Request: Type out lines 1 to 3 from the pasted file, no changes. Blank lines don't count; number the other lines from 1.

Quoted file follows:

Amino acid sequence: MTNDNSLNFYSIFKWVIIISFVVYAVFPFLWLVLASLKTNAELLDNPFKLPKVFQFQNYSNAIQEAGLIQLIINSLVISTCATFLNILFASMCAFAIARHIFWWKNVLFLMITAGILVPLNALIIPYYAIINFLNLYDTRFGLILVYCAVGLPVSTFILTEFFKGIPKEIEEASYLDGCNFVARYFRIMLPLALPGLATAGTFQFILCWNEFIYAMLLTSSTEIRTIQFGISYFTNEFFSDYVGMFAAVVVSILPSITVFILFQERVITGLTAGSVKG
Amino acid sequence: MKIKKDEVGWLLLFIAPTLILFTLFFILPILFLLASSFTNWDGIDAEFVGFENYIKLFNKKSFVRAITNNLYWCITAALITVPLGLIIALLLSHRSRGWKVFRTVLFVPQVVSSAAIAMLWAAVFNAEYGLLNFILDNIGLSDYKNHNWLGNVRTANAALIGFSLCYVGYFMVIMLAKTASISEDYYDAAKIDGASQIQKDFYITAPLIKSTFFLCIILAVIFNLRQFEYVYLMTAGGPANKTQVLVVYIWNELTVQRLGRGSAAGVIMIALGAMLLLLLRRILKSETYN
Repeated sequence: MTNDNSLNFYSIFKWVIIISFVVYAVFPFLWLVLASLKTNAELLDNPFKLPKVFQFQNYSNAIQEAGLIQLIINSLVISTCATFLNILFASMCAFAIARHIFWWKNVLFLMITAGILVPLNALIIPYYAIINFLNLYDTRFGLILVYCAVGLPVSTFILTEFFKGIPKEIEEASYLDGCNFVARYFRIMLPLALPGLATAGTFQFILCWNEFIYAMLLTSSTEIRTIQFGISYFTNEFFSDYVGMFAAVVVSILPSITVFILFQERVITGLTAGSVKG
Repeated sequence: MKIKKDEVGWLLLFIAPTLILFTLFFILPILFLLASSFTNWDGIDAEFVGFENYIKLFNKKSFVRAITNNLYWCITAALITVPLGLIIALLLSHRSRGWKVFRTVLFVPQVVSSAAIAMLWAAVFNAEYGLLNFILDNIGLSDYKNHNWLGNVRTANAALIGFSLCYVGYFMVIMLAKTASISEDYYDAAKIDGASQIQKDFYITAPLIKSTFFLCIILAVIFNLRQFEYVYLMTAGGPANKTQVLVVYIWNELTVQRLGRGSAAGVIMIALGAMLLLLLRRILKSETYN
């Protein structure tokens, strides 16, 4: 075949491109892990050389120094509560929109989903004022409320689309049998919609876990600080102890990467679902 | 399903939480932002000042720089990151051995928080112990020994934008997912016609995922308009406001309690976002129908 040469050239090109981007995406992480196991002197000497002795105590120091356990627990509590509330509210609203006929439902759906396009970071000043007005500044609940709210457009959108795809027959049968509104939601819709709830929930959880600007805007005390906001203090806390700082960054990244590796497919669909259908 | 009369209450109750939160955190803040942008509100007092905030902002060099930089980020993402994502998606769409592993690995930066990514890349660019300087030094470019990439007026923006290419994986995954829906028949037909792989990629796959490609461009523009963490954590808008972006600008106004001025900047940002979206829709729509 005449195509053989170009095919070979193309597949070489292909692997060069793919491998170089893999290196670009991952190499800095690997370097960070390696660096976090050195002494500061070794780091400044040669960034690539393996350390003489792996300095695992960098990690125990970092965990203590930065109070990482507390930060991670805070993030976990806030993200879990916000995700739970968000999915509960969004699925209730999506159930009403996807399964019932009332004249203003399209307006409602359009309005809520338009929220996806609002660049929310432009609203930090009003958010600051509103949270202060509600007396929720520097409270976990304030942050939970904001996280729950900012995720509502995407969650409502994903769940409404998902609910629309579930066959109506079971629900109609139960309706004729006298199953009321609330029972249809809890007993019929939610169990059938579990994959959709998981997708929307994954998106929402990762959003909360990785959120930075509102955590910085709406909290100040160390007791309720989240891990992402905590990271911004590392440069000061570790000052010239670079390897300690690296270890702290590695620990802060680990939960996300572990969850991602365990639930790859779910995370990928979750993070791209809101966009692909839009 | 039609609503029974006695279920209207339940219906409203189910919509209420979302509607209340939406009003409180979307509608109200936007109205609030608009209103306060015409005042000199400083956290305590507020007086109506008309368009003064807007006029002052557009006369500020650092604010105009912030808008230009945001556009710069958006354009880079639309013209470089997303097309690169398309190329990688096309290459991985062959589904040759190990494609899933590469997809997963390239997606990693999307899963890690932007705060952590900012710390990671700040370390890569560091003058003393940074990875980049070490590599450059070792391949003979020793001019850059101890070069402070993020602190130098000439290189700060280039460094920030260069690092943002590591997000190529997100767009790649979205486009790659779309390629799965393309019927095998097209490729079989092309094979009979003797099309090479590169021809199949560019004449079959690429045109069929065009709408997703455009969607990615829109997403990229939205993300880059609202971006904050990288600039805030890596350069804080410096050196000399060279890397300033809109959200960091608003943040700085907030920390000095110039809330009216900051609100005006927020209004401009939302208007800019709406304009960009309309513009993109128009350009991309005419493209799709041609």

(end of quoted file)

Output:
Amino acid sequence: MTNDNSLNFYSIFKWVIIISFVVYAVFPFLWLVLASLKTNAELLDNPFKLPKVFQFQNYSNAIQEAGLIQLIINSLVISTCATFLNILFASMCAFAIARHIFWWKNVLFLMITAGILVPLNALIIPYYAIINFLNLYDTRFGLILVYCAVGLPVSTFILTEFFKGIPKEIEEASYLDGCNFVARYFRIMLPLALPGLATAGTFQFILCWNEFIYAMLLTSSTEIRTIQFGISYFTNEFFSDYVGMFAAVVVSILPSITVFILFQERVITGLTAGSVKG
Amino acid sequence: MKIKKDEVGWLLLFIAPTLILFTLFFILPILFLLASSFTNWDGIDAEFVGFENYIKLFNKKSFVRAITNNLYWCITAALITVPLGLIIALLLSHRSRGWKVFRTVLFVPQVVSSAAIAMLWAAVFNAEYGLLNFILDNIGLSDYKNHNWLGNVRTANAALIGFSLCYVGYFMVIMLAKTASISEDYYDAAKIDGASQIQKDFYITAPLIKSTFFLCIILAVIFNLRQFEYVYLMTAGGPANKTQVLVVYIWNELTVQRLGRGSAAGVIMIALGAMLLLLLRRILKSETYN
Repeated sequence: MTNDNSLNFYSIFKWVIIISFVVYAVFPFLWLVLASLKTNAELLDNPFKLPKVFQFQNYSNAIQEAGLIQLIINSLVISTCATFLNILFASMCAFAIARHIFWWKNVLFLMITAGILVPLNALIIPYYAIINFLNLYDTRFGLILVYCAVGLPVSTFILTEFFKGIPKEIEEASYLDGCNFVARYFRIMLPLALPGLATAGTFQFILCWNEFIYAMLLTSSTEIRTIQFGISYFTNEFFSDYVGMFAAVVVSILPSITVFILFQERVITGLTAGSVKG